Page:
Library nixes fines, adds new lending program


By Rachel Madison

  At the Liberty Hill Public Library, fines are officially going to be a thing of the past.

Library Director Angela Palmer said the library has already been waiving late fines over the last year due to the pandemic, but she decided to make the elimination of fines permanent.

“This is something a lot of libraries are doing now,” she said. “Libraries have discovered that people who owe fines—even if it’s not much—it’s keeping them from using libraries. What revenue we get from fines is so little that we would rather have people come to the library, borrow materials and then return them without having to worry about a dollar fine here and there.”

The length items can be checked out will remain at two weeks, but if patrons are a little late, they won’t be penalized.

  “People will still get reminders to return their items, and if they lose or damage a book, they will have to pay full cost for that,” Palmer said. “After they’ve had an item out for a long time, it’ll automatically go to lost status and they’ll have to return it before they can check more items out.”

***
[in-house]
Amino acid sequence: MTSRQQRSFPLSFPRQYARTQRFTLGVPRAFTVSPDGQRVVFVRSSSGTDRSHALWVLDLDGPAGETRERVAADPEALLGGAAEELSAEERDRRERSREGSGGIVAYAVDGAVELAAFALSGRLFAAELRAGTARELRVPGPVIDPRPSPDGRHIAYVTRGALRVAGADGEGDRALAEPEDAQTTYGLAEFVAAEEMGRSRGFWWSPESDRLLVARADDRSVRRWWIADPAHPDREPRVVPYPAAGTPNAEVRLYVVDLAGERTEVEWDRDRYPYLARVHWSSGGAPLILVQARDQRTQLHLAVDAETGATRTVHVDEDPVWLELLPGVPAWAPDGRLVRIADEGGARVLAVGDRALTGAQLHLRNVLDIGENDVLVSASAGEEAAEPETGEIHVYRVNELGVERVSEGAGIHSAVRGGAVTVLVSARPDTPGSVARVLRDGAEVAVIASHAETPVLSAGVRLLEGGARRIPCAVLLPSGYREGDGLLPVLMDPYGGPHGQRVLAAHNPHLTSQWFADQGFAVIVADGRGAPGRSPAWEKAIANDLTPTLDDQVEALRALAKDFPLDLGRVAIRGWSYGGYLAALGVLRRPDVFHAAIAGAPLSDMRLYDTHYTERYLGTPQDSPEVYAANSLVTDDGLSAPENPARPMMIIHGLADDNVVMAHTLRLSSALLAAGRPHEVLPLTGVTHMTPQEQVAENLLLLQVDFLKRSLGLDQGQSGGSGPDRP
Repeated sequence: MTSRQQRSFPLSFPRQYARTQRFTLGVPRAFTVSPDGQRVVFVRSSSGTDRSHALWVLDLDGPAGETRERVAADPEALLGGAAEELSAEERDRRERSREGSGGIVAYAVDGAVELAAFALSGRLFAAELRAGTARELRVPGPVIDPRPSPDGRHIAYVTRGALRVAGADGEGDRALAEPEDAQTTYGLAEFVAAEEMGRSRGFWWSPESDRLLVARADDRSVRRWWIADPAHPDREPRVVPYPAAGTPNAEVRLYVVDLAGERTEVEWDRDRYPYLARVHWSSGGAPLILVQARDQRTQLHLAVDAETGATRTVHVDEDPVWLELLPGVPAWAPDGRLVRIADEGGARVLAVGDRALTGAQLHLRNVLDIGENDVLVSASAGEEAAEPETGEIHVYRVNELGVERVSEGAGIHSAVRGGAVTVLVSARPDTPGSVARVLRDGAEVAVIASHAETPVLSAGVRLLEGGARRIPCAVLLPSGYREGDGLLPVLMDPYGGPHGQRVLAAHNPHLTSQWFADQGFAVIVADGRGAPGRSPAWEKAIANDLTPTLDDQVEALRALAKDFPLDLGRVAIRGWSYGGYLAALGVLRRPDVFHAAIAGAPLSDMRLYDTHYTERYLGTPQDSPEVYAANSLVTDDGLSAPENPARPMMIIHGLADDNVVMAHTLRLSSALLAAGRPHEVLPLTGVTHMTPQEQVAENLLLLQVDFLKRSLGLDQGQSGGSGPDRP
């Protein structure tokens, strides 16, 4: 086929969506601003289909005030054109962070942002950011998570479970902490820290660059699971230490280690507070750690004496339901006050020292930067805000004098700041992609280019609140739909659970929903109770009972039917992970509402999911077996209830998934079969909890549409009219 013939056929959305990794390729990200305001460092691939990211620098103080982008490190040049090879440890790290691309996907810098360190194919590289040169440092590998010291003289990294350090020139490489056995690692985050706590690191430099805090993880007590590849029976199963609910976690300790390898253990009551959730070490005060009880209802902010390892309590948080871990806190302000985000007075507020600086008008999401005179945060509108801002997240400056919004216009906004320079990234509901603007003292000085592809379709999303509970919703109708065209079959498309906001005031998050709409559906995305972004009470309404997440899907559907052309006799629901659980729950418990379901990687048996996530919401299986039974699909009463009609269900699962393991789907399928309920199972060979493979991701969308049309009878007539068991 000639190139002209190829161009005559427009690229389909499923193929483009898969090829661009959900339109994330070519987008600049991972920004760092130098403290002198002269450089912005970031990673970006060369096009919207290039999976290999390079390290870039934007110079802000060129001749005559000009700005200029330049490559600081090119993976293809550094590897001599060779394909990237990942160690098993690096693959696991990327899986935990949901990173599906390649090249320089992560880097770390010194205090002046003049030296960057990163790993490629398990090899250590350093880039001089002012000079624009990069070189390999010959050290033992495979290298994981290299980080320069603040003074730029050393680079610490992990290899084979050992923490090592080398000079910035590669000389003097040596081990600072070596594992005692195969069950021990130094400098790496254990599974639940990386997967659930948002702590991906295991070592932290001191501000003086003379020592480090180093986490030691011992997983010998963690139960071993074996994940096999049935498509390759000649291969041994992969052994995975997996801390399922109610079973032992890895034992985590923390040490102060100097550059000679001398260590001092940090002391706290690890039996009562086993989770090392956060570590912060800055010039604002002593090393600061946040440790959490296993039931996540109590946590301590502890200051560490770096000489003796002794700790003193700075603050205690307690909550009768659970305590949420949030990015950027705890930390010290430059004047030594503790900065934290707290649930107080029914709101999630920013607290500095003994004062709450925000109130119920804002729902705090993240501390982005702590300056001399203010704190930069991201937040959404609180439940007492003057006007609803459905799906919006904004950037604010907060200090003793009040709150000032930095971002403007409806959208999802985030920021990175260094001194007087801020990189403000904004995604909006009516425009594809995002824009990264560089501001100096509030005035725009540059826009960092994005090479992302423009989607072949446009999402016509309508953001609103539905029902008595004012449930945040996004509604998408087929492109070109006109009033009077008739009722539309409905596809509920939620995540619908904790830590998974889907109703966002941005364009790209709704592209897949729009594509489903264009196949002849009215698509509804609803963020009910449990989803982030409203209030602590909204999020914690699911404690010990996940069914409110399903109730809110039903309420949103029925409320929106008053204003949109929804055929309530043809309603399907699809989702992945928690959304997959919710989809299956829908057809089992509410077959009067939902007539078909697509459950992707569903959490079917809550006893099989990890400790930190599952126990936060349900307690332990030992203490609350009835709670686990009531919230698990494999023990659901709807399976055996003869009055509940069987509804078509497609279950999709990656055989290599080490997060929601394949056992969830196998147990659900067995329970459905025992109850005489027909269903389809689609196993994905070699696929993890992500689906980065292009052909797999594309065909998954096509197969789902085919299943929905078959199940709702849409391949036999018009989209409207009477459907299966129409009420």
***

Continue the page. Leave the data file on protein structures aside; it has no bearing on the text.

Palmer said her decision was made in part because she’s learned that fines aren’t really that effective.

“People return things more when they don’t have fines,” she said. “We want to limit the barrier of access.”

  In addition to doing away with fines, the library has also added a new lending program in the form of games, from classics like Scrabble and Checkers to more recently popular picks like What Do You Meme? and Exploding Kittens. Palmer has purchased more than 50 new games for the library that can be checked out for a week at a time.

“We wanted to have a program that is family-oriented and non-screen time,” she said. “We have all sorts of classic board games and card games.  Also, to get the program going, when someone checks out a game this summer, they will receive a bag of snacks to go with it.”

  Palmer said most of the games are family friendly, while a few are geared more toward teens and adults. The games will be available for checkout starting June 14.

“We’re going to have a display that will have the pictures of the board games, and people can bring the picture to the front desk to check that game out,” she added. “Plus you’ll get a bag of goodies to go with it.”

The library recently reopened after being closed to the public due to the pandemic. Hours at the library are now Monday through Friday from 9 a.m. to 5 p.m. Curbside services are still offered on Thursdays to seniors and others who feel vulnerable, Palmer added.